not cited.

A possible independent reinforcement of this opinion, with considerations for
the tenure question, comes from a US political science professor/researcher I
know. He was submitting an article for publication, which had to pass an
anonymous peer review. He contended that the "anonimity" was theoretical, as
any committee interested or knowledgeable in that select a research topic had
to be among a very select group of peers, members of which he could guess their
identity. Thus, he was very careful to "judiciously add" the "correct"
citations in his submission paper. Considering that tenure at this university
was closely linked to the number of articles published, there was a very strong
reinforcement of the need to cite references in this case.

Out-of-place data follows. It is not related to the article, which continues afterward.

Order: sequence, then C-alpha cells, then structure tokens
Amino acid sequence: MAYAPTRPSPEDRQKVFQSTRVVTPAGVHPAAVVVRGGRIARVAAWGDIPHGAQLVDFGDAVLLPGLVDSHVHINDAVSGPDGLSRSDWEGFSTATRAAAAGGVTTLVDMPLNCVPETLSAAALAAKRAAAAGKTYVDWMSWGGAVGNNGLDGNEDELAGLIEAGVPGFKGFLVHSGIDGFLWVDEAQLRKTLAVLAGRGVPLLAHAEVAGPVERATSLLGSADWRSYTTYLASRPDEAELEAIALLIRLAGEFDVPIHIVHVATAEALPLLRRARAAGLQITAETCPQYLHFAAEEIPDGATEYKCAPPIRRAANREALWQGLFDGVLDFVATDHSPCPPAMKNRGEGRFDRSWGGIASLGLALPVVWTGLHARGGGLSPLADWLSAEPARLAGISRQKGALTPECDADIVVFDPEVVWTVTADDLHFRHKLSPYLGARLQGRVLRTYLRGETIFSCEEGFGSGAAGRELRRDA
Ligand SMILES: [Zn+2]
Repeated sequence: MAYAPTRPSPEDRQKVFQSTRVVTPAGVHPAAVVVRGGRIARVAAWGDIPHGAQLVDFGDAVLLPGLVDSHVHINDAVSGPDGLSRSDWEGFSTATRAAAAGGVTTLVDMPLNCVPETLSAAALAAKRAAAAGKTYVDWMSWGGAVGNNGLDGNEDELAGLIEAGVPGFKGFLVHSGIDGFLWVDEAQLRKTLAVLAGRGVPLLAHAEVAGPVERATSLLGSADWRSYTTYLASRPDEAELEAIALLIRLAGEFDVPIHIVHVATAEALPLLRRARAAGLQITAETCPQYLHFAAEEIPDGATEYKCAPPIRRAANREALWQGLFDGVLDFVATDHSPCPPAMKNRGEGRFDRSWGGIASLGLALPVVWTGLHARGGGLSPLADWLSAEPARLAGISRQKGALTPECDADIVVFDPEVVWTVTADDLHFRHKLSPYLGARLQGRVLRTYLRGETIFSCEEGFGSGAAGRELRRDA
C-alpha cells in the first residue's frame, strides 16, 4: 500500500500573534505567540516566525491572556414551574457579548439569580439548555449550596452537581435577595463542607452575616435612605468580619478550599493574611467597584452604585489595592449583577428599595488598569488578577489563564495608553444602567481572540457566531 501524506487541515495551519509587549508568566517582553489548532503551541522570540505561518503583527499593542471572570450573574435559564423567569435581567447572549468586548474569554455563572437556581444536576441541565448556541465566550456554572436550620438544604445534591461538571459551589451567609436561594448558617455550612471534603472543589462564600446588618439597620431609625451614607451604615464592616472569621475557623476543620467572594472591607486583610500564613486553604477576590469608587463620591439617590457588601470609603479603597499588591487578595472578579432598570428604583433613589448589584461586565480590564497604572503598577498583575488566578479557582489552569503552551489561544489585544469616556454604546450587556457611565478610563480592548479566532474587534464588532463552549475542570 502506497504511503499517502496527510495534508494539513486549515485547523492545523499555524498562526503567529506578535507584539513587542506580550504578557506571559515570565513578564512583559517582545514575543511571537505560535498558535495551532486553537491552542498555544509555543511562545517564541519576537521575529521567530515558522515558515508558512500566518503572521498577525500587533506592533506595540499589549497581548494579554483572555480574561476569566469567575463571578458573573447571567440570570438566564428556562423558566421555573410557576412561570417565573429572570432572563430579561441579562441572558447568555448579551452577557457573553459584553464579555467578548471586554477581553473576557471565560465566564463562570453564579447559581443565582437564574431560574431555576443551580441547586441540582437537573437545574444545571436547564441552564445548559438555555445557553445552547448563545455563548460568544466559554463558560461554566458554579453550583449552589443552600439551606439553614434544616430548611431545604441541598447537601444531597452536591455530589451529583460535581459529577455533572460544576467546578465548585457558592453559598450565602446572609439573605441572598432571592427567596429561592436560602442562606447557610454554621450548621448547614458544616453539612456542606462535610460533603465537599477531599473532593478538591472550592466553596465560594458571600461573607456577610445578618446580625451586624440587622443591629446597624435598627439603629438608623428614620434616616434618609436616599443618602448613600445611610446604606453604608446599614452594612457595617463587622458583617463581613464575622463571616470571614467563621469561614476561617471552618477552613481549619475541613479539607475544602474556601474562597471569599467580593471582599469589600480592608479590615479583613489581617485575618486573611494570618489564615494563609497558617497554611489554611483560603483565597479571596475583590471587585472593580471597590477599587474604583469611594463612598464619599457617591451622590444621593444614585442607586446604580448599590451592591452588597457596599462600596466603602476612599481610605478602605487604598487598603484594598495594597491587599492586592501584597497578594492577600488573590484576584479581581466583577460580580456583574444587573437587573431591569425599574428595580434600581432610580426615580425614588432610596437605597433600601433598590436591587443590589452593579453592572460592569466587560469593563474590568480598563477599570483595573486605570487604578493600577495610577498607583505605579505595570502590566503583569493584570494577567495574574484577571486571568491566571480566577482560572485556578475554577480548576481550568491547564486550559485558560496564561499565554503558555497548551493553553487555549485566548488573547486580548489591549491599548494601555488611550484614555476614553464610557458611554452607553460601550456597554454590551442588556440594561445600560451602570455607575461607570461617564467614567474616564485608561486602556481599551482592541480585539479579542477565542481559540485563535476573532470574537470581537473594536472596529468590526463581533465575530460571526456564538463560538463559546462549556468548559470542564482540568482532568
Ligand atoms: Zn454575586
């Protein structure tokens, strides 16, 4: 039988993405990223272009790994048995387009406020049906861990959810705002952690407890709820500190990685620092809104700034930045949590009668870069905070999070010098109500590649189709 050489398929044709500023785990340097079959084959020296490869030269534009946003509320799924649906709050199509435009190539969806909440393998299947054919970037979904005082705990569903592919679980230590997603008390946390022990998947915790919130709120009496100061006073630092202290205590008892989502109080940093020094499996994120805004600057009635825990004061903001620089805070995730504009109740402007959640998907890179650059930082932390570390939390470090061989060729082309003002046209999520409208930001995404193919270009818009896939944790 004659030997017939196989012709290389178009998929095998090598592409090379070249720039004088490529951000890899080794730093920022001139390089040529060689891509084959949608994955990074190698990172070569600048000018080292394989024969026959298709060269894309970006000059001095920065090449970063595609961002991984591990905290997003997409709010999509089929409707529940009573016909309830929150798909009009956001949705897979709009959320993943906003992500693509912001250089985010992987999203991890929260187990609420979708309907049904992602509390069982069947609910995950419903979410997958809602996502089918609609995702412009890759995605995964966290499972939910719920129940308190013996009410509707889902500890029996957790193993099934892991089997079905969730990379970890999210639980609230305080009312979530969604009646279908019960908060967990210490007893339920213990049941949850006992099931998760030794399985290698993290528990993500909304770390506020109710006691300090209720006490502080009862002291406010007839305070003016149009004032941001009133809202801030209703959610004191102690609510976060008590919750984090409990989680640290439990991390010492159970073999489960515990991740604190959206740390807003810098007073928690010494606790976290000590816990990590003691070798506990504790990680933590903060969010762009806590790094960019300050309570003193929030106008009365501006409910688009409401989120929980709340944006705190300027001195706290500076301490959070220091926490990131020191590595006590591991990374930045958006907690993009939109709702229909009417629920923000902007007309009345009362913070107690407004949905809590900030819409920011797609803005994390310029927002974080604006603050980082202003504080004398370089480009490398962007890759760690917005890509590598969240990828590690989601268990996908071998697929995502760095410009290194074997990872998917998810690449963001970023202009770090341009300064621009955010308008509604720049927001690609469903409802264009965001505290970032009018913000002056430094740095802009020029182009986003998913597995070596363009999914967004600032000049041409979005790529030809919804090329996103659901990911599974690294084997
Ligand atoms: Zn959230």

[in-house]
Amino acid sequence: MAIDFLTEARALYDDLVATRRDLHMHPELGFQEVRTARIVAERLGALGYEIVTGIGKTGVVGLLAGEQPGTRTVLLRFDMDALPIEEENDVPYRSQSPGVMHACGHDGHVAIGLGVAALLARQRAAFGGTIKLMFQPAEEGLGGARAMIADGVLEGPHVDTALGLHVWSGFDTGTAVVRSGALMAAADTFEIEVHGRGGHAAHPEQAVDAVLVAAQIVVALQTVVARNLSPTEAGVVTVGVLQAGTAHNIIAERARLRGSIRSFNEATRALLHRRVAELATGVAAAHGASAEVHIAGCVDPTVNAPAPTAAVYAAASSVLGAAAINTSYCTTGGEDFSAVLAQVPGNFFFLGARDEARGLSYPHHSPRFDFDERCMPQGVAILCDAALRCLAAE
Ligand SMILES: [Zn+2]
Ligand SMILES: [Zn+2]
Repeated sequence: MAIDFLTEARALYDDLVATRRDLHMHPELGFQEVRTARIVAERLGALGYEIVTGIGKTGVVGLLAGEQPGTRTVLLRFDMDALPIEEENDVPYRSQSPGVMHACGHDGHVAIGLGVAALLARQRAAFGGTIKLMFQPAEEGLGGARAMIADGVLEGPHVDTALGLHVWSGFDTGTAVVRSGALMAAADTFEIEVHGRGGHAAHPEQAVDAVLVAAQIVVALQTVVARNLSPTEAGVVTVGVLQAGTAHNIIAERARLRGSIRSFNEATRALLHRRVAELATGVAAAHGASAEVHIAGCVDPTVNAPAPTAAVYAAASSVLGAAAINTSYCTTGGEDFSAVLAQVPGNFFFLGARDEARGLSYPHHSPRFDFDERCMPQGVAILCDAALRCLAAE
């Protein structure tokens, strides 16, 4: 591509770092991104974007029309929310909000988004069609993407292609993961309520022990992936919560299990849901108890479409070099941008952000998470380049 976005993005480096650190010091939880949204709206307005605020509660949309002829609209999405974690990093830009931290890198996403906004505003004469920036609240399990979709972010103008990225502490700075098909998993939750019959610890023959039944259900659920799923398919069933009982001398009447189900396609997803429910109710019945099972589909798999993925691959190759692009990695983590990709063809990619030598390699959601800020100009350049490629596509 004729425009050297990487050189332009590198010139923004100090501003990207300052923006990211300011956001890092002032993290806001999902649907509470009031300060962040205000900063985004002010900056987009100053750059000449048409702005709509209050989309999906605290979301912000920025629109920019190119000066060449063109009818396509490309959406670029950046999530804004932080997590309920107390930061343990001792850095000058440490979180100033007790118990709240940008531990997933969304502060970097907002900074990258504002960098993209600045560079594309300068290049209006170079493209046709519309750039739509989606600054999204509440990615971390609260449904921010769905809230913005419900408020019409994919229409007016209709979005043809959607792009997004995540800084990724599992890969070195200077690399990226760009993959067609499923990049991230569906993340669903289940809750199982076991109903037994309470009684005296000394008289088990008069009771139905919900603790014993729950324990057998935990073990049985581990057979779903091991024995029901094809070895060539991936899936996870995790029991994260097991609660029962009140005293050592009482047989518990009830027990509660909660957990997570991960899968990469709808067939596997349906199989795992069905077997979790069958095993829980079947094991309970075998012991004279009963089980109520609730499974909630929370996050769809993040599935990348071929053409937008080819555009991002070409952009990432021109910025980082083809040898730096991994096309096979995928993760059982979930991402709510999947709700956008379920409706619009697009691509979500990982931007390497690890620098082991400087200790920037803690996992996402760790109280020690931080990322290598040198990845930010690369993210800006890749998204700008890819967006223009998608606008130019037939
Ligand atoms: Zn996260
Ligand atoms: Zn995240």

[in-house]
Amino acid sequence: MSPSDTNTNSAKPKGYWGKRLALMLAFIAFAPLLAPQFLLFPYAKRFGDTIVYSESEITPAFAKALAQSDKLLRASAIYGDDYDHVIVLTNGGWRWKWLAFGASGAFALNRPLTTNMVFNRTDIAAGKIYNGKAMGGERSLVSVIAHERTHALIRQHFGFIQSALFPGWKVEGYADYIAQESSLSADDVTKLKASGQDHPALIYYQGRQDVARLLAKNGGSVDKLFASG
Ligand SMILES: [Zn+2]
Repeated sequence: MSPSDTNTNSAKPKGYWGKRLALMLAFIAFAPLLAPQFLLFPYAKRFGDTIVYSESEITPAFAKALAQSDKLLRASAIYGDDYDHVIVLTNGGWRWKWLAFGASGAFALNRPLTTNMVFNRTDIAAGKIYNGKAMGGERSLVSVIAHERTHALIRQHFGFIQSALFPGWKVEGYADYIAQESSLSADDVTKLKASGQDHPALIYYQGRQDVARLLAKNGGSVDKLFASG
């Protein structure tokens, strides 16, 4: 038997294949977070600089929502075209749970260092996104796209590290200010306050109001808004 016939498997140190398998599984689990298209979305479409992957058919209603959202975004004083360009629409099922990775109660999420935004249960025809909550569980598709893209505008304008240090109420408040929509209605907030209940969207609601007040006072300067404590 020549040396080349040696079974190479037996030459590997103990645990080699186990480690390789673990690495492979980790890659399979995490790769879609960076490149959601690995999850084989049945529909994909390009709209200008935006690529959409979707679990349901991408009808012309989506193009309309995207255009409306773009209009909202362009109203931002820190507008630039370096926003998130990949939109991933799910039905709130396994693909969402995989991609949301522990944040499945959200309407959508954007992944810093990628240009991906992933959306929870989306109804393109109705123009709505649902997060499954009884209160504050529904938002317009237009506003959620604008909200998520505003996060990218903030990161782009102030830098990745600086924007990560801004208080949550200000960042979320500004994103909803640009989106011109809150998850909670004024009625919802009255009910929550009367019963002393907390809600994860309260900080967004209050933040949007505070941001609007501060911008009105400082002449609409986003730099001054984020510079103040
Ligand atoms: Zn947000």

Hypothesis 2: Citations may be indirectly necessary to the securing of tenure
positions in highly specialized and select fields of study.
(Is "virology" more specific than "electrical engineering" or
"arts and humanities"?)

In Usenet comp.ai, there had been a discussion (two months ago) based on a
Brown University graduate student project to create an artificial intelligence
geneology. They would like to trace the history of ideas and the evolution of
their field by following article citations, research group demographies, and
publication citations. The discussions concentrated on the problems of tracing
ideas, as often the advisors and students were not sure who were the
originators of the ideas they were developing. Often, the professors and lab
heads admitted, they cited from their students' works.

Hypothesis 3: In some areas of study, there could be a "chicken and egg"